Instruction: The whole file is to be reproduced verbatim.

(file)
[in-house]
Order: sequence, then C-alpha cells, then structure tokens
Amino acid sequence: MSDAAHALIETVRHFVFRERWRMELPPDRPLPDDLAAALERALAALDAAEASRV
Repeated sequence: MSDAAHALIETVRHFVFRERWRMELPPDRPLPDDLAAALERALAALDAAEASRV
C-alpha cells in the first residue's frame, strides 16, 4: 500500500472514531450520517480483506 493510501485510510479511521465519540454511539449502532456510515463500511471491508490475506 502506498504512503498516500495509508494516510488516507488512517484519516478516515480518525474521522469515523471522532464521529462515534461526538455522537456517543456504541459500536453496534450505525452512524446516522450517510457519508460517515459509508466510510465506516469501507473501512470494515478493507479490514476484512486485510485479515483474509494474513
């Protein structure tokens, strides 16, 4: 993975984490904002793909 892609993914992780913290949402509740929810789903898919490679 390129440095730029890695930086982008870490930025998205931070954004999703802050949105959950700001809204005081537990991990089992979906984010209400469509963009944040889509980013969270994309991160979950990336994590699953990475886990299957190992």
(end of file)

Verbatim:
[in-house]
Order: sequence, then C-alpha cells, then structure tokens
Amino acid sequence: MSDAAHALIETVRHFVFRERWRMELPPDRPLPDDLAAALERALAALDAAEASRV
Repeated sequence: MSDAAHALIETVRHFVFRERWRMELPPDRPLPDDLAAALERALAALDAAEASRV
C-alpha cells in the first residue's frame, strides 16, 4: 500500500472514531450520517480483506 493510501485510510479511521465519540454511539449502532456510515463500511471491508490475506 502506498504512503498516500495509508494516510488516507488512517484519516478516515480518525474521522469515523471522532464521529462515534461526538455522537456517543456504541459500536453496534450505525452512524446516522450517510457519508460517515459509508466510510465506516469501507473501512470494515478493507479490514476484512486485510485479515483474509494474513
């Protein structure tokens, strides 16, 4: 993975984490904002793909 892609993914992780913290949402509740929810789903898919490679 390129440095730029890695930086982008870490930025998205931070954004999703802050949105959950700001809204005081537990991990089992979906984010209400469509963009944040889509980013969270994309991160979950990336994590699953990475886990299957190992």